VIEWpoint Issue 2 | 2018
Tax Cuts and Jobs Act – Highlights of What is Ahead for You...
VIEWpoint Issue 3 | 2017
The 2018 Gift Tax Return Deadline Is Almost Here
IRS Warns of Phishing Scams This Tax Season
Communicating Internal Audit Findings: Best Practices for Success
After last summers’ U.S. Supreme Court ruling in the landmark sales and use tax nexus case, South Dakota v. Wayfair, many states have adopted nexus provisions requiring out-of-state sellers to collect and remit sales tax, regardless of whether they have a physical presence in the state – complicating sales and use tax compliance for many businesses selling across state lines.
During the ‘Wayfair’ case, the court overturned the 1992 U.S. Supreme Court ruling in Quill Corp. v. North Dakota, which previously based such taxes on the seller having a physical presence in the state. Without substantial physical nexus in a state, a state could not legally compel a remote seller to register and collect its sales tax.
Ruling in favor of South Dakota’s nexus standards, the U.S. Supreme Court stated the application of a physical presence requirement is an “incorrect interpretation of the Commerce Clause,” particularly when measured in a vastly expanded e-commerce marketplace.
In light of the ruling, many states have enacted complex legislation and administrative policies addressing economic nexus and various use-tax notification requirements. Therefore, if you are selling products and/or services across the country, your company will likely be taking on the task of coming into compliance with various new state legislation.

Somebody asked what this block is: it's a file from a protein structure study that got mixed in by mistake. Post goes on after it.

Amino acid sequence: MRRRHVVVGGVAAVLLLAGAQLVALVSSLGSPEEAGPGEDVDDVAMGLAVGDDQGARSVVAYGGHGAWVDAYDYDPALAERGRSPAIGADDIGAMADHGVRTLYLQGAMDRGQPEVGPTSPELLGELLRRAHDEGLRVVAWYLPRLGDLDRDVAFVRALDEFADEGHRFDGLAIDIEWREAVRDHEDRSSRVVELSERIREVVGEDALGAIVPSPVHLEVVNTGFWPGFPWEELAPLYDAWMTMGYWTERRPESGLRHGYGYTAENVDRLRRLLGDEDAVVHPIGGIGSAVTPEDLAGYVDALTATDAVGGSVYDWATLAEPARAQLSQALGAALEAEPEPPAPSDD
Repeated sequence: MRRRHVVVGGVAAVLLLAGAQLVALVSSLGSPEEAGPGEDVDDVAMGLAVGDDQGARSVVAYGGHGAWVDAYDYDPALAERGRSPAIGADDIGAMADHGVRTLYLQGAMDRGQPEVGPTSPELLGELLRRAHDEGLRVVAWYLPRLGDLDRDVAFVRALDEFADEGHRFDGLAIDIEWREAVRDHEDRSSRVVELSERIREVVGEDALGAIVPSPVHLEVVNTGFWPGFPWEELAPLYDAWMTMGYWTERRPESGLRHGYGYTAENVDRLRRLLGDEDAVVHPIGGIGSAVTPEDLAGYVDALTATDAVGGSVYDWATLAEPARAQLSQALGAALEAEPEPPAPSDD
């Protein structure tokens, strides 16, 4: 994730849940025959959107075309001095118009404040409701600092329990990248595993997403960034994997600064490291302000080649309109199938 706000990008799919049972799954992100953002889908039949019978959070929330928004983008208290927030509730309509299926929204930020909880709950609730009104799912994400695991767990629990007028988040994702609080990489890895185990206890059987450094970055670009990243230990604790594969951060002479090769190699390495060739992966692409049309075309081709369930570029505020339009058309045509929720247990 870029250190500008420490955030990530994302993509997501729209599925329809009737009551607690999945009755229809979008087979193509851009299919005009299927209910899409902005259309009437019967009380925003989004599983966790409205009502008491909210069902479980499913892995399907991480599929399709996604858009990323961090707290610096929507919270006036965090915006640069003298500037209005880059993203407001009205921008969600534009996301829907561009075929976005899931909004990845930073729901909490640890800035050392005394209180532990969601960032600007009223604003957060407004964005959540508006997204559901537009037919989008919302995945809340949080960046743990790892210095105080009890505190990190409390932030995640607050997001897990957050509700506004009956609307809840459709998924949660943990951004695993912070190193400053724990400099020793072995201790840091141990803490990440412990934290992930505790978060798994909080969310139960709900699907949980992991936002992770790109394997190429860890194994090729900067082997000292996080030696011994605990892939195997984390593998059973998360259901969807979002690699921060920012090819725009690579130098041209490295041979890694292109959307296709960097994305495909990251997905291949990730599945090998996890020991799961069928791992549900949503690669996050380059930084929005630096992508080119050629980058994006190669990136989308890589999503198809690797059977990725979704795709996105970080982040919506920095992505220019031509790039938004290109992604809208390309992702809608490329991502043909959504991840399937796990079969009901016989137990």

Under most economic nexus rules, businesses that sell taxable products and/or services to end-users will be required to charge, collect and remit sales taxes on the sales of their taxable products/services, or may be required to collect exemption certificates from customers, even though they have no physical connection to the state.
Making it even more complex, many states have enacted burdensome use tax notice and reporting requirements for remote sellers. These laws require remote sellers to provide information to customers about their potential use tax liability obligations and report transaction data to the state tax department.
Below are some actions you should start considering immediately, if you haven’t already:
With new laws in place, states will be aggressively seeking out non-compliant sellers and enforce their sales and use tax nexus statutes to the fullest extent—assessing uncollected tax, interest and penalties from their effective dates to help drive state revenue.
Doeren Mayhew has access to resources to assist you in devising a cross-state nexus strategy to avoid aggressive non-compliance penalties, should you require it. However, it is important to note this goes beyond the scope of our standard federal and state tax return preparation and filing services. Therefore, if you would like compliance assistance or additional nexus advisory services for your business, please contact Doeren Mayhew.
A quick registration is required to view our resources.
You will only be asked to do this one time (unless you don't save your browser cookies).